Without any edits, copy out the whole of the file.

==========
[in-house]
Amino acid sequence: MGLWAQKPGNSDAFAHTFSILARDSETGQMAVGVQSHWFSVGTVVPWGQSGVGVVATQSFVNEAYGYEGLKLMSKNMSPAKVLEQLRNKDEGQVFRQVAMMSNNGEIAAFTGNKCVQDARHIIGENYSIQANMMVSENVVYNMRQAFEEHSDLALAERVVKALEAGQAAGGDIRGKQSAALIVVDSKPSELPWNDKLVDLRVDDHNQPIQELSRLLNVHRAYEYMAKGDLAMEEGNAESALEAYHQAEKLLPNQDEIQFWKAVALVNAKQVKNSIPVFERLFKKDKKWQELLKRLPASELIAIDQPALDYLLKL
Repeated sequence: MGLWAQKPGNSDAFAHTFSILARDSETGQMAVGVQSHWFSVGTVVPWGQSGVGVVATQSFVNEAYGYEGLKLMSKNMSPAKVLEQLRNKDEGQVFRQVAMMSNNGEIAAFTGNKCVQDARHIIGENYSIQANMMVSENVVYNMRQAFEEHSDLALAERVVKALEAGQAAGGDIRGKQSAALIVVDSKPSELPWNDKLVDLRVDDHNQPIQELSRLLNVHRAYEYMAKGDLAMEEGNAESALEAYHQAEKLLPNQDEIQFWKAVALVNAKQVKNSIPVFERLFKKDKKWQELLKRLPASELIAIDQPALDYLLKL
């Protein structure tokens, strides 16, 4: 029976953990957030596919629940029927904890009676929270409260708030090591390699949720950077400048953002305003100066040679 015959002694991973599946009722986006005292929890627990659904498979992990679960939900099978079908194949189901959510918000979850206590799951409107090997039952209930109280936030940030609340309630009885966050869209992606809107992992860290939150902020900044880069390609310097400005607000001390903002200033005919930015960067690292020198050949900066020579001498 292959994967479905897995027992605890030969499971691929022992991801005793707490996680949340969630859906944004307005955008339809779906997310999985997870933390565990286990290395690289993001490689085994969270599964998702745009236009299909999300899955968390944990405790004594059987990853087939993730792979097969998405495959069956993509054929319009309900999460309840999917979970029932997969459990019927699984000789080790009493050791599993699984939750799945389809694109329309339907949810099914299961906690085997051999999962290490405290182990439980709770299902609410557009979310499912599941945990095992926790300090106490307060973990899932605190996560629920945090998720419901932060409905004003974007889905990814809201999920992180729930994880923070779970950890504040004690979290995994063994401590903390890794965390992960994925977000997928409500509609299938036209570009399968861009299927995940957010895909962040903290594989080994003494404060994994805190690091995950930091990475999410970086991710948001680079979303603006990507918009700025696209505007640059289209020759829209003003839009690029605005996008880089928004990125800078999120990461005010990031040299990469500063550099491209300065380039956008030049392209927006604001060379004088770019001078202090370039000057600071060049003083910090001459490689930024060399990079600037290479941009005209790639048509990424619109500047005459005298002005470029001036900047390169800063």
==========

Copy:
[in-house]
Amino acid sequence: MGLWAQKPGNSDAFAHTFSILARDSETGQMAVGVQSHWFSVGTVVPWGQSGVGVVATQSFVNEAYGYEGLKLMSKNMSPAKVLEQLRNKDEGQVFRQVAMMSNNGEIAAFTGNKCVQDARHIIGENYSIQANMMVSENVVYNMRQAFEEHSDLALAERVVKALEAGQAAGGDIRGKQSAALIVVDSKPSELPWNDKLVDLRVDDHNQPIQELSRLLNVHRAYEYMAKGDLAMEEGNAESALEAYHQAEKLLPNQDEIQFWKAVALVNAKQVKNSIPVFERLFKKDKKWQELLKRLPASELIAIDQPALDYLLKL
Repeated sequence: MGLWAQKPGNSDAFAHTFSILARDSETGQMAVGVQSHWFSVGTVVPWGQSGVGVVATQSFVNEAYGYEGLKLMSKNMSPAKVLEQLRNKDEGQVFRQVAMMSNNGEIAAFTGNKCVQDARHIIGENYSIQANMMVSENVVYNMRQAFEEHSDLALAERVVKALEAGQAAGGDIRGKQSAALIVVDSKPSELPWNDKLVDLRVDDHNQPIQELSRLLNVHRAYEYMAKGDLAMEEGNAESALEAYHQAEKLLPNQDEIQFWKAVALVNAKQVKNSIPVFERLFKKDKKWQELLKRLPASELIAIDQPALDYLLKL
């Protein structure tokens, strides 16, 4: 029976953990957030596919629940029927904890009676929270409260708030090591390699949720950077400048953002305003100066040679 015959002694991973599946009722986006005292929890627990659904498979992990679960939900099978079908194949189901959510918000979850206590799951409107090997039952209930109280936030940030609340309630009885966050869209992606809107992992860290939150902020900044880069390609310097400005607000001390903002200033005919930015960067690292020198050949900066020579001498 292959994967479905897995027992605890030969499971691929022992991801005793707490996680949340969630859906944004307005955008339809779906997310999985997870933390565990286990290395690289993001490689085994969270599964998702745009236009299909999300899955968390944990405790004594059987990853087939993730792979097969998405495959069956993509054929319009309900999460309840999917979970029932997969459990019927699984000789080790009493050791599993699984939750799945389809694109329309339907949810099914299961906690085997051999999962290490405290182990439980709770299902609410557009979310499912599941945990095992926790300090106490307060973990899932605190996560629920945090998720419901932060409905004003974007889905990814809201999920992180729930994880923070779970950890504040004690979290995994063994401590903390890794965390992960994925977000997928409500509609299938036209570009399968861009299927995940957010895909962040903290594989080994003494404060994994805190690091995950930091990475999410970086991710948001680079979303603006990507918009700025696209505007640059289209020759829209003003839009690029605005996008880089928004990125800078999120990461005010990031040299990469500063550099491209300065380039956008030049392209927006604001060379004088770019001078202090370039000057600071060049003083910090001459490689930024060399990079600037290479941009005209790639048509990424619109500047005459005298002005470029001036900047390169800063």